Cluttered Places
When airflow is blocked by clutter, your heating, ventilation, and air conditioning (HVAC) system can’t properly circulate the air. Condensation can build up on your curtains and vents, creating a moist environment where mold can grow.

Steamy Spaces
Your kitchen, bathrooms, laundry room and other areas that get steamy and humid are problem areas that need proper ventilation fans to remove the damp air.

Dripping Water
Leaky pipes and drips from condensation that forms on pipes and windows create conditions for mold to grow.

Refrigerator Drip Pan
The drip pan is a place where standing water goes unnoticed and undisturbed — the perfect environment for mold growth.

Air Conditioning Ducts
Mold can grow in organic matter, standing water or condensation in your air conditioning ducts. Preventative maintenance can keep mold from growing in your air conditioning system.

How To Prevent Mold In Your Home

To keep your dog and your family safe from mold, it’s important to remove existing mold and take steps to prevent mold growth.

  • Check the underside of hidden areas such as ceiling tiles, drywall, carpets, and wallpaper for mold, since these places can attract and retain moisture. You may be able to remove small areas of mold from solid surfaces with vinegar or baking soda. Be sure to wear gloves and goggles and avoid breathing in mold or mold spores.
  • Keep your home’s interior as dry as possible. Repair your leaky basement, roof, pipes, windows, and other areas where water is getting in or accumulates from drips or condensation.
  • Ensure that your bathroom and kitchen fans and all ventilation systems are working as they should.
  • If water does get in, clean and thoroughly dry the area as soon as possible.
  • If you find large areas of mold, you may want to hire professional help to take care of the clean up.

When Should You Call A Pro?

It’s important to remember that mold infestation often involves more than meets the eye. If you suspect you have hidden mold, or if the moldy area is too large to clean up with vinegar or baking soda, your safest course of action is to call a professional.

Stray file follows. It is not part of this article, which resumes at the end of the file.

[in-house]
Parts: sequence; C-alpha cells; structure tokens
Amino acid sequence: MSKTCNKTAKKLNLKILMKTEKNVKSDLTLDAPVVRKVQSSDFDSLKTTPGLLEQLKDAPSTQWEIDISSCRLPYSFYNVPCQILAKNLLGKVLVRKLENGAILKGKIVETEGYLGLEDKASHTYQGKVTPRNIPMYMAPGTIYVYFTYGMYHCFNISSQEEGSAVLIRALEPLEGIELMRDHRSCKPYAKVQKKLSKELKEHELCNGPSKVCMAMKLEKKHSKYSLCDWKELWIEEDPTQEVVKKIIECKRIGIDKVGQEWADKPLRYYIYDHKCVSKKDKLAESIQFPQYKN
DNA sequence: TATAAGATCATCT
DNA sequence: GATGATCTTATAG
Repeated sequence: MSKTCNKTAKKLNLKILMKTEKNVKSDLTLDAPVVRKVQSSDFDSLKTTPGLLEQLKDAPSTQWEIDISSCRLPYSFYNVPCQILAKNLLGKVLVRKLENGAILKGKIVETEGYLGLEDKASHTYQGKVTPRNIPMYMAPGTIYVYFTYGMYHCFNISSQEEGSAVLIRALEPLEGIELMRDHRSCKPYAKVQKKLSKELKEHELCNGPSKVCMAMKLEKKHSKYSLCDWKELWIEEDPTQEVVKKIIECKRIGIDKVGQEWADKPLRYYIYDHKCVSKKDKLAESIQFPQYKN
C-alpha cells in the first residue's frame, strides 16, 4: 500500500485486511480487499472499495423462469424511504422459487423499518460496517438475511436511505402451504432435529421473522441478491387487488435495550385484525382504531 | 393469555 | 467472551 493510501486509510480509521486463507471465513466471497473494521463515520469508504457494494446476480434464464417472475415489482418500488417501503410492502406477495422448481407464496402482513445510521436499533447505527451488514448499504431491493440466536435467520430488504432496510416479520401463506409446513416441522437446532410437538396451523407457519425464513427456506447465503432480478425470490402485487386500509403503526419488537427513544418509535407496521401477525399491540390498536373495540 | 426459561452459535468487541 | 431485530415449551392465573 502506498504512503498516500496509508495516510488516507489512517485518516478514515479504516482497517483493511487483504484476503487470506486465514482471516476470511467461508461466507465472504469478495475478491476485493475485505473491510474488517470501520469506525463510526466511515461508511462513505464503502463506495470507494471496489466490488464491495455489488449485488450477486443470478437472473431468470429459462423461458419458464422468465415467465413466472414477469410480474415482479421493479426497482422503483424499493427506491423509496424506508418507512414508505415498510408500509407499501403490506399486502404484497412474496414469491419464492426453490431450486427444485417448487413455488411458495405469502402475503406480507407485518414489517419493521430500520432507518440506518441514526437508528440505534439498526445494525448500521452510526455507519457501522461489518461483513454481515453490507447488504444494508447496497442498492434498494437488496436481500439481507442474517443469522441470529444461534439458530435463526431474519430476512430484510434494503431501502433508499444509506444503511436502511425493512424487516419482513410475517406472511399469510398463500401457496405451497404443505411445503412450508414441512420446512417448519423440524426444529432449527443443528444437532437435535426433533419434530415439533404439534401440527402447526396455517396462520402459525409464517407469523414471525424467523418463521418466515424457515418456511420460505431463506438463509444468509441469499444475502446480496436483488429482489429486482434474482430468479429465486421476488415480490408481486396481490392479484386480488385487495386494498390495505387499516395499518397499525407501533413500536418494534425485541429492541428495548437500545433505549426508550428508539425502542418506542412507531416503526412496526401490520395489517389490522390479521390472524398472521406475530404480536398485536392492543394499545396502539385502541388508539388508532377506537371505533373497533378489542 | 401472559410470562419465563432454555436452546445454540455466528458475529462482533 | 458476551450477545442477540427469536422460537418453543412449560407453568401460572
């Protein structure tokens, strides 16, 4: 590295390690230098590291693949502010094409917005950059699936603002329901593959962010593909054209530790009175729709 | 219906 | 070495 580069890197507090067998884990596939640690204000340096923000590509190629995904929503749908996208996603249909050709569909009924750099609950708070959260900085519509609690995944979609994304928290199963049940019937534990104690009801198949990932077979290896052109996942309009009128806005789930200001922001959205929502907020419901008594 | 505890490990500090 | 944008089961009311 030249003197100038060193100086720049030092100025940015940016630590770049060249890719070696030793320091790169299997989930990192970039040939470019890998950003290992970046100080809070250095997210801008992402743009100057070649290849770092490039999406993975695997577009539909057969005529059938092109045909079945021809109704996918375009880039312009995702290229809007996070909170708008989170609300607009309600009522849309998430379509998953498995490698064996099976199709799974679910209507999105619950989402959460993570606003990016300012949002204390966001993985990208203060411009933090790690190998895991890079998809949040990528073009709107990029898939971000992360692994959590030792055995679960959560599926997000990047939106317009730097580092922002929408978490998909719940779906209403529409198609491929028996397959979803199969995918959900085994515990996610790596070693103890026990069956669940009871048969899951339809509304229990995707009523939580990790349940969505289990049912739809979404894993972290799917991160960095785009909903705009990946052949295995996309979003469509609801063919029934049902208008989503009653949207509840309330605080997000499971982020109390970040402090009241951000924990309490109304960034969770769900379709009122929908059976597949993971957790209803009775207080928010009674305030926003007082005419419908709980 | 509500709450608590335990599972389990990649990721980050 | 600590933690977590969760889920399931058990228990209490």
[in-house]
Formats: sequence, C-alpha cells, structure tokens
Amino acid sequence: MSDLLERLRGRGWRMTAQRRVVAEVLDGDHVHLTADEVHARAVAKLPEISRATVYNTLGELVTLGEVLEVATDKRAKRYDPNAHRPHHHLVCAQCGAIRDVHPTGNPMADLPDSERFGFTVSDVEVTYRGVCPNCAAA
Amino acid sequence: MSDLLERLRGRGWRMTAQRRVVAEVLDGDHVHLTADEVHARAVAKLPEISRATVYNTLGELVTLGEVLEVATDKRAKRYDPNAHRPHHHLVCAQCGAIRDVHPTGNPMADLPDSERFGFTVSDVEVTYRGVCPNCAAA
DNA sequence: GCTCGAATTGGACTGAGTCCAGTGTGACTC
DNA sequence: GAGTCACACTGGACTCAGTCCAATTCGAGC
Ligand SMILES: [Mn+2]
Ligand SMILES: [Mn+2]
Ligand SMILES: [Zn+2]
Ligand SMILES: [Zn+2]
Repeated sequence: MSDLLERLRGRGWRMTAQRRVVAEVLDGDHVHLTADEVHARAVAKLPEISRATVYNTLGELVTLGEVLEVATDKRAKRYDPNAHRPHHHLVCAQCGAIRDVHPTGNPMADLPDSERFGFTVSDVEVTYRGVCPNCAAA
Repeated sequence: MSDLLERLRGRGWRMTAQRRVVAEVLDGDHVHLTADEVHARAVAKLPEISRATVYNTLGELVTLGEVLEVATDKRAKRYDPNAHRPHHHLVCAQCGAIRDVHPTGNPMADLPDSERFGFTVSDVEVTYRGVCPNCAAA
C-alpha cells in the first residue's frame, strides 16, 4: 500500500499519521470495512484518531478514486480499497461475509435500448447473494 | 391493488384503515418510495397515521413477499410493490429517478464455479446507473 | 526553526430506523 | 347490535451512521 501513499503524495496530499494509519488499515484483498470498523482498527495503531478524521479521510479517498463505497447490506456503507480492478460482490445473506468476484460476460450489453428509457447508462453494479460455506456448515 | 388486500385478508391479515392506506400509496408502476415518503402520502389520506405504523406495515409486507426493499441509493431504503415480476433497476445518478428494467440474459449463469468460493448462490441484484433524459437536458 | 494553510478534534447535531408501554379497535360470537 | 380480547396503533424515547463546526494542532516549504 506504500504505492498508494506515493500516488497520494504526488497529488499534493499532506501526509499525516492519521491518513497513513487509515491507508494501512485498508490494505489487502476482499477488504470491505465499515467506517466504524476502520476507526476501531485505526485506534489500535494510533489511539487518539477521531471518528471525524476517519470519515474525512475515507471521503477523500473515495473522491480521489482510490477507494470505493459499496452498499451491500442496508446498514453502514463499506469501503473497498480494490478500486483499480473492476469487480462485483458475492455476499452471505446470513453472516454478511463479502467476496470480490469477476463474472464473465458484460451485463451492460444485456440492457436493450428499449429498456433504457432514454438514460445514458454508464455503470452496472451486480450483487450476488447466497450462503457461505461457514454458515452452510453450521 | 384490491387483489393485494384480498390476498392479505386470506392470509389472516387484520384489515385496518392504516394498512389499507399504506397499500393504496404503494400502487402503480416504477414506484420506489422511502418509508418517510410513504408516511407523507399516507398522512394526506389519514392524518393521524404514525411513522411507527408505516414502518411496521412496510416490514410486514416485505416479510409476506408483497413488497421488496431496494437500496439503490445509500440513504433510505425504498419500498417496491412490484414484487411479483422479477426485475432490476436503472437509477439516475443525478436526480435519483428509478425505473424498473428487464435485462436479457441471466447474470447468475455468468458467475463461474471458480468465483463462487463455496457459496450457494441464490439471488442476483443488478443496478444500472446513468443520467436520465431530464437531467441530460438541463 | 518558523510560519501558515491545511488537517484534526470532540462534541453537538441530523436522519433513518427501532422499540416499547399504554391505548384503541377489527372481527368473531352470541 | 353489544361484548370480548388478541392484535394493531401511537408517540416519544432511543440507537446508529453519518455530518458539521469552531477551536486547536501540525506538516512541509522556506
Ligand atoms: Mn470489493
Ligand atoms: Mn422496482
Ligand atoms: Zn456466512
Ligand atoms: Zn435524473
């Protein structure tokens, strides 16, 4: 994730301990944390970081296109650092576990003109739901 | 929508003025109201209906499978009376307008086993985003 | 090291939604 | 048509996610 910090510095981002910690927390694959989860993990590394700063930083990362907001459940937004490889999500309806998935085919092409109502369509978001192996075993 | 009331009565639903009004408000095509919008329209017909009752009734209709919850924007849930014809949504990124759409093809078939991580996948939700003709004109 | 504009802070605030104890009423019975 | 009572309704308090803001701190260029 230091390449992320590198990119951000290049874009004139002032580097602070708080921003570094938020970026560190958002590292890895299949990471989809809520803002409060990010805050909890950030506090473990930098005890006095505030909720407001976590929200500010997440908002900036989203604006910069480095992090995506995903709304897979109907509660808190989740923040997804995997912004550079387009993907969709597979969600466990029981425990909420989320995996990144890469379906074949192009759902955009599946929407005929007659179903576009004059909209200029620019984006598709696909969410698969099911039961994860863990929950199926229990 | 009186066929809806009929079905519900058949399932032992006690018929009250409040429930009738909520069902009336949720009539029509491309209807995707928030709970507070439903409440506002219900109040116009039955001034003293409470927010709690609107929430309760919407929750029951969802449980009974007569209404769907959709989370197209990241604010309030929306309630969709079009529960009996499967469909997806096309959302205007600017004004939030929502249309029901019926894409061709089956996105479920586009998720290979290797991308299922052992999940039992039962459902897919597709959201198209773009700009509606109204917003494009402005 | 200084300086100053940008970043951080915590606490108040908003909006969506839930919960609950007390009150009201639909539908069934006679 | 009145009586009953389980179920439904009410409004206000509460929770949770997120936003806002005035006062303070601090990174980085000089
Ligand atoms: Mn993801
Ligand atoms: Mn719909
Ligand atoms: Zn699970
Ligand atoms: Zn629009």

A general contractor or handyman won’t necessarily have the expertise to manage the job. The Environmental Protection Agency (EPA) recommends you “make sure the contractor has experience cleaning up mold.” Be sure that the professionals you hire have experience, can provide references (be sure to check the references!) and are bonded and insured.

What Will The Pros Do?
When you hire a professional to assess the situation and remove mold from your home, expect the process to look something like this:

  • First, the company should inspect your home and advise you of the extent of your mold problem. Ask them to provide you with a written schedule (including how much time areas of your home will be unavailable to you), instructions on how to prepare and what to expect. For your own safety, your family will not have access to rooms or areas where the mold cleaning team is working.
  • To prevent the mold spores from dispersing into the air, the mold removal specialist will seal off the work area with plastic sheeting. You may have to turn off your heating or air conditioning systems.
  • They’ll remove and discard mold-damaged building materials (drywall, insulation, baseboards, carpeting etc). Restoration is not typically included as part of the mold clean-up.
  • In addition to fans and high efficiency particulate air (HEPA) vacuums to remove mold spores, most services use antimicrobial chemicals to clean the mold and the stains. Some services use “green” cleaning solutions but even “green” cleaning product can contain dangerous ingredients. A 2015 Australian study found that 100 percent of goods labeled “natural,” “organic,” “non-toxic,” or certified as green gave off at least one potentially toxic chemical (3).
  •  

The mold removal service should show you where and how the water is getting in. Remember that moisture is what allows the mold to grow so you will need to take steps to keep the water out in future. Your mold removal company may offer this service or should be able to recommend a provider.